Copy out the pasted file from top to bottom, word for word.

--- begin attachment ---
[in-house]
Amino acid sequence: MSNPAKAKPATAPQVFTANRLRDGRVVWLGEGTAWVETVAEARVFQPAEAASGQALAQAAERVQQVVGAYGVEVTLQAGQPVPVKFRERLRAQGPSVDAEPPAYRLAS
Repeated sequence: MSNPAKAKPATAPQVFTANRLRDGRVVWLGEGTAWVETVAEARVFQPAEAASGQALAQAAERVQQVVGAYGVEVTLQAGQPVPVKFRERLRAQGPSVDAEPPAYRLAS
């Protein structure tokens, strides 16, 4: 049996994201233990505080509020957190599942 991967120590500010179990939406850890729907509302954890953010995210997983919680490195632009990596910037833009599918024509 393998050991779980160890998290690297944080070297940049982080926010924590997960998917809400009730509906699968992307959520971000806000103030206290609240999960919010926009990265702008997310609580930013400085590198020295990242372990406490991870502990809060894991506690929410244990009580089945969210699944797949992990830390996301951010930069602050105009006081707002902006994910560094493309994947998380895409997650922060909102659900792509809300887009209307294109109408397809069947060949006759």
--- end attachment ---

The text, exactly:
[in-house]
Amino acid sequence: MSNPAKAKPATAPQVFTANRLRDGRVVWLGEGTAWVETVAEARVFQPAEAASGQALAQAAERVQQVVGAYGVEVTLQAGQPVPVKFRERLRAQGPSVDAEPPAYRLAS
Repeated sequence: MSNPAKAKPATAPQVFTANRLRDGRVVWLGEGTAWVETVAEARVFQPAEAASGQALAQAAERVQQVVGAYGVEVTLQAGQPVPVKFRERLRAQGPSVDAEPPAYRLAS
């Protein structure tokens, strides 16, 4: 049996994201233990505080509020957190599942 991967120590500010179990939406850890729907509302954890953010995210997983919680490195632009990596910037833009599918024509 393998050991779980160890998290690297944080070297940049982080926010924590997960998917809400009730509906699968992307959520971000806000103030206290609240999960919010926009990265702008997310609580930013400085590198020295990242372990406490991870502990809060894991506690929410244990009580089945969210699944797949992990830390996301951010930069602050105009006081707002902006994910560094493309994947998380895409997650922060909102659900792509809300887009209307294109109408397809069947060949006759």